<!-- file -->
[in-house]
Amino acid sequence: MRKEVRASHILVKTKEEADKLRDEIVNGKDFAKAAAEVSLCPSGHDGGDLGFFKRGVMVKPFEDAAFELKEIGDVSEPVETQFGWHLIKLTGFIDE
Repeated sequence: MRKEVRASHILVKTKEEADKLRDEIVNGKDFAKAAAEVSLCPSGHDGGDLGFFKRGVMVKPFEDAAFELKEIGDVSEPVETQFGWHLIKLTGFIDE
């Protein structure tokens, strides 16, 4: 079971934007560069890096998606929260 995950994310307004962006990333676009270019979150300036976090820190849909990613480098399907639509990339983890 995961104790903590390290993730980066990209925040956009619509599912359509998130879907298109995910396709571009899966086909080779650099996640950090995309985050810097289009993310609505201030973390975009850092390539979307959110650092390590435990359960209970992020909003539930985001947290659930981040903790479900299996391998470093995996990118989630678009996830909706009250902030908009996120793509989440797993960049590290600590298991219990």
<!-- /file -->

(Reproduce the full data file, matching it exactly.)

[in-house]
Amino acid sequence: MRKEVRASHILVKTKEEADKLRDEIVNGKDFAKAAAEVSLCPSGHDGGDLGFFKRGVMVKPFEDAAFELKEIGDVSEPVETQFGWHLIKLTGFIDE
Repeated sequence: MRKEVRASHILVKTKEEADKLRDEIVNGKDFAKAAAEVSLCPSGHDGGDLGFFKRGVMVKPFEDAAFELKEIGDVSEPVETQFGWHLIKLTGFIDE
């Protein structure tokens, strides 16, 4: 079971934007560069890096998606929260 995950994310307004962006990333676009270019979150300036976090820190849909990613480098399907639509990339983890 995961104790903590390290993730980066990209925040956009619509599912359509998130879907298109995910396709571009899966086909080779650099996640950090995309985050810097289009993310609505201030973390975009850092390539979307959110650092390590435990359960209970992020909003539930985001947290659930981040903790479900299996391998470093995996990118989630678009996830909706009250902030908009996120793509989440797993960049590290600590298991219990």